Built in 1851, this limestone church was built for 87 indigenous families in the community known as Indian Settlement and is still running to this day. St. Peters Dynevor Church is a local landmark and is a now a national historic site.
St. Peters Dynevor Church geocache site is located north of East Selkirk, Manitoba, Canada at N 50º 11.008´ latitude and W 96º 50.368´ longitude. If you find the geocache and scan the QR code inside of it, it brings you here to learn more. Watch all of our videos on our YouTube Channel. Other heritage content can be found on our Red River North Heritage Youtube channel.
In 1851, about 87 indigenous families, around 500 people, from the Red River region, wanted a church that could withstand the extreme temperature changes of the region and become a sacred gathering place that would survive for generations.
St. Peters Dynevor was built in the period from 1851 to 1853. It was the church for the local community, made up of many First Nations people of Saulteaux and Cree heritage.
The church was built from limestone, a material that was durable and plentiful in the local area. At least 80 cords of limestone were needed for the foundation and walls of the church. The limestone blocks were very heavy and it took many days to haul them from the riverbank and nearby quarries to the building site.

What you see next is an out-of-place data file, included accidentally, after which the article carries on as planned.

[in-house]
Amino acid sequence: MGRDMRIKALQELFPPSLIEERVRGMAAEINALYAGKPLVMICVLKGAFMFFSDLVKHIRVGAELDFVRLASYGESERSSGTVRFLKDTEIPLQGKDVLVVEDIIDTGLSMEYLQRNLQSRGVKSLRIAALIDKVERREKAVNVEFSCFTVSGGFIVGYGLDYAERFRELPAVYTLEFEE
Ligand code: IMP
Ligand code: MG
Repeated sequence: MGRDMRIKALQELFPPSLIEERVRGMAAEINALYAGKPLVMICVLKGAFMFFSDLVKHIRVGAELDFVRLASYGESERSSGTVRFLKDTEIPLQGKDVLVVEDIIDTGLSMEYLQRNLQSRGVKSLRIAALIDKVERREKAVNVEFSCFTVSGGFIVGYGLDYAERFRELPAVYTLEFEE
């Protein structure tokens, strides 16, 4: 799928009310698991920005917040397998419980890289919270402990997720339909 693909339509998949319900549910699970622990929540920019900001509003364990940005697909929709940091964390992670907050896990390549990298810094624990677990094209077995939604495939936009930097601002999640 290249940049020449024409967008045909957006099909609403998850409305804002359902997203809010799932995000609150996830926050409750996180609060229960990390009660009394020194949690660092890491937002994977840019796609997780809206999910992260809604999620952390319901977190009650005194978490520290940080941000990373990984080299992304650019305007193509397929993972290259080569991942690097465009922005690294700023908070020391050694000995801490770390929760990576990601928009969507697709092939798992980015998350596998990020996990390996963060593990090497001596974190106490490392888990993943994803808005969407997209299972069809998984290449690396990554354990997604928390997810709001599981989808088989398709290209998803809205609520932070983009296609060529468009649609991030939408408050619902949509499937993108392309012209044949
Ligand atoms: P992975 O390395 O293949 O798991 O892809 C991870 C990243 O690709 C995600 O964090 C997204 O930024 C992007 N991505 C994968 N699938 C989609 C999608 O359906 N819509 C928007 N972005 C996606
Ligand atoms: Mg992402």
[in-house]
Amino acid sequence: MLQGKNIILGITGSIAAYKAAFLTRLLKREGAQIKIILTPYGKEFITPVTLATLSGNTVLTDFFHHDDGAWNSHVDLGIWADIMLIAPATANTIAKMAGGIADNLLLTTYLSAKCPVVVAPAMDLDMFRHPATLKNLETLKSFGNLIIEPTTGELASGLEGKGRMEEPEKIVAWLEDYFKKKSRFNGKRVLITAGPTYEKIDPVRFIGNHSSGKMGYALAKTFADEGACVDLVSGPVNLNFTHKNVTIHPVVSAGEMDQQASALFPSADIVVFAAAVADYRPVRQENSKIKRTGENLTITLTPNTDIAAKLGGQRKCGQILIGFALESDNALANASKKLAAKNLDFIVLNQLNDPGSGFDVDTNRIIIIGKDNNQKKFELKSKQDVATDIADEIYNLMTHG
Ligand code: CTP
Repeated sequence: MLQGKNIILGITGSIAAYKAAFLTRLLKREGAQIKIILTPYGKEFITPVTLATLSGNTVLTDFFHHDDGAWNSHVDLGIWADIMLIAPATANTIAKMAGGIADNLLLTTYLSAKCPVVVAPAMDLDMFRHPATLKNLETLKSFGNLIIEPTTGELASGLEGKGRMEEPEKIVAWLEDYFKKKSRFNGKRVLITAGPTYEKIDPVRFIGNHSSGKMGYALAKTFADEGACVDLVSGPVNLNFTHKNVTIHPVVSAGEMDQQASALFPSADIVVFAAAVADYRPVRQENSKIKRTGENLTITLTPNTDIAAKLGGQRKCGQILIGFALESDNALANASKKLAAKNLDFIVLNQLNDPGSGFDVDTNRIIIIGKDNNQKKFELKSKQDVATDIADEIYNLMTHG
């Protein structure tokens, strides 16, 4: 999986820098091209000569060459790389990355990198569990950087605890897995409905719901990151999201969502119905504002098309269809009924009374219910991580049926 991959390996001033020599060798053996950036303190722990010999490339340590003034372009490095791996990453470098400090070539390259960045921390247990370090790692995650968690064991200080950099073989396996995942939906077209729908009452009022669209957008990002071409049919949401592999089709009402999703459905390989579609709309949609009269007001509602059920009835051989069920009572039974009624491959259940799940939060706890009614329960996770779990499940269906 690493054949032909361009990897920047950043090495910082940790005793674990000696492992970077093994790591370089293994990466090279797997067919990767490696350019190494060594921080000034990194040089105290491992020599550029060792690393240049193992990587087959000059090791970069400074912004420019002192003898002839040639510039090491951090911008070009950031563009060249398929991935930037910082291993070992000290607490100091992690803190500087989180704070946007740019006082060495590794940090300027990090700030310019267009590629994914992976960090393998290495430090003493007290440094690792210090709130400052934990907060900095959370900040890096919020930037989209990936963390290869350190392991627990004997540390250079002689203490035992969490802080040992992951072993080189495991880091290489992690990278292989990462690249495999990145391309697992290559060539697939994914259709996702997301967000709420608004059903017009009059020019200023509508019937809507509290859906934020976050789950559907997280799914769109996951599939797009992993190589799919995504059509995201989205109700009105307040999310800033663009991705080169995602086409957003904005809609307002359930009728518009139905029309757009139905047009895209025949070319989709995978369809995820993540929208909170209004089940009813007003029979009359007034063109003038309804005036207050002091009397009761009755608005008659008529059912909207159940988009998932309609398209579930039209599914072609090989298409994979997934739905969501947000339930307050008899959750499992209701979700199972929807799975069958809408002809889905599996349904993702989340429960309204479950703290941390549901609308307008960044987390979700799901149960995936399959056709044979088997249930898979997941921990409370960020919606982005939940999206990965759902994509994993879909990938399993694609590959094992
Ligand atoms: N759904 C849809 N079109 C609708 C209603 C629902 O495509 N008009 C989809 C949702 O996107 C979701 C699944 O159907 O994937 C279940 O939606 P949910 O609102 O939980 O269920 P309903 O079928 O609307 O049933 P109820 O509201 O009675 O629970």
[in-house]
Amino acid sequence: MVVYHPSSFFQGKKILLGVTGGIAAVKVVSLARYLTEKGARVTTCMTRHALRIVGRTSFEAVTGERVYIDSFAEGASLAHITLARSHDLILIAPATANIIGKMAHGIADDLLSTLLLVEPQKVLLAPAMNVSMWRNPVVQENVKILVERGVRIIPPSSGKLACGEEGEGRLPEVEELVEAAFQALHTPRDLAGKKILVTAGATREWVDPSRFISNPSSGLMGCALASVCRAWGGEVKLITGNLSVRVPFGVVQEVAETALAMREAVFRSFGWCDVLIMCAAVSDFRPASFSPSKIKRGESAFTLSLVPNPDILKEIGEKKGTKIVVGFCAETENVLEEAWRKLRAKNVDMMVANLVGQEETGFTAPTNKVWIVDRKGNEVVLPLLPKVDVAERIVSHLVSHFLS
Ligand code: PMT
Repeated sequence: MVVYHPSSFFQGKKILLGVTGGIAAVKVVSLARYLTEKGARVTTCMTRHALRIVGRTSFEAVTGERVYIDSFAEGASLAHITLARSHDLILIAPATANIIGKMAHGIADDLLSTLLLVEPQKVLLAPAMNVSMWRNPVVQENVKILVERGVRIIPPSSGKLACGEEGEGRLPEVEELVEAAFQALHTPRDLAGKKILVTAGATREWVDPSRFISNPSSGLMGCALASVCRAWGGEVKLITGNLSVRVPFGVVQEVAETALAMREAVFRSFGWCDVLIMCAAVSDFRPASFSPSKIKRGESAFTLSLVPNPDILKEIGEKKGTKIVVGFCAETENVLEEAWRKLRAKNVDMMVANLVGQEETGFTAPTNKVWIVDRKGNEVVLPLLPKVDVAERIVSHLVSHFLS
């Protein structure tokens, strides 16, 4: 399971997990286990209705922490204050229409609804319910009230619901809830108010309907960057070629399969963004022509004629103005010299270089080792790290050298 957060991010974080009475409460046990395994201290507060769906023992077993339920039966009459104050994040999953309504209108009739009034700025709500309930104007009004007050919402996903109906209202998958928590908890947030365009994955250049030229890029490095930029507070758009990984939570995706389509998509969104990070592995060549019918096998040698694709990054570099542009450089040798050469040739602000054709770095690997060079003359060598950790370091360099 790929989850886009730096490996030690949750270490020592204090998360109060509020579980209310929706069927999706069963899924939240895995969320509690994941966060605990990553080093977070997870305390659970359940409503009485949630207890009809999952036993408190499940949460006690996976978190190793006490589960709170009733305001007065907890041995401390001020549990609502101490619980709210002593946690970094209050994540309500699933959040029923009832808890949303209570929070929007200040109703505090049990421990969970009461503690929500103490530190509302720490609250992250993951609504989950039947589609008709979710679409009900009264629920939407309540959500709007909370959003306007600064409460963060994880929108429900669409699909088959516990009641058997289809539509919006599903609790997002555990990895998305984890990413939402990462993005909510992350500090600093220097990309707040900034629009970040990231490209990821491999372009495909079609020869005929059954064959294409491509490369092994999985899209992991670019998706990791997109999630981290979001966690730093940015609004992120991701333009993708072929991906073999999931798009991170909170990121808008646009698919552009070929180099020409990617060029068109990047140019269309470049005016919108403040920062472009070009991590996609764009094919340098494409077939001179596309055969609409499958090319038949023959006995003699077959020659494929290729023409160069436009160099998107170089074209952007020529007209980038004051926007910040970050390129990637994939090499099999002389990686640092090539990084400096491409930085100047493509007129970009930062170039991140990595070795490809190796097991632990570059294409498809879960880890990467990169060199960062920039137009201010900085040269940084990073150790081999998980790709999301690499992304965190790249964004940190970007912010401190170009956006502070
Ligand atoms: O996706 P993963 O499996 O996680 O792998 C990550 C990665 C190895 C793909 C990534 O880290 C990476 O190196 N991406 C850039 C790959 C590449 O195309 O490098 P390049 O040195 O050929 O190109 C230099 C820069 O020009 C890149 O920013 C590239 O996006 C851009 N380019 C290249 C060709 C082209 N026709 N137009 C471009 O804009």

The original bell tower served the church for over thirty years, but it had to be dismantled in the early 1880s due to a safety issue. It was rebuilt in 1904 to celebrate the 50th anniversary of the church.
In 1999, a committee of volunteers from the indigenous community, and local historians was formed under the direction of Lorraine and Don Swanson to raise funds to repair and restore the church to its former glory.
As the floor was rotten, it had to be removed, and the walls needed major repair and a fresh coat of paint. As a designated heritage building, archaeological excavation was required to inspect the ground under the church floor. This excavation recovered more than 200 artifacts, including mammal bones, tool fragments, building materials, and bottles, dating back to the 1800s.
No story about St. Peter’s Church would be complete without mentioning Chief Peguis. Chief Peguis established St. Peter’s Church with Reverend William Cockran.
Peguis originally came from Sault Saint Marie and he met and befriended several French fur traders while residing there. They called Peguis’ people Saulteaux, meaning people who jump or shoot the rapids, because the people jumped and leapt across the rapids as they speared fish on the Saint Mary’s River. Today, descendants call themselves Saulteaux, Ojibway, or Anishinaabe.
Chief Peguis held firm to his spiritual beliefs and traditions for many years, refusing to surrender to the teachings, religion, and language of Christian missionaries. However, he was a deeply spiritual man, and after much persuasion, consented to a Christian baptism as an old man. He accepted the Christian name William King.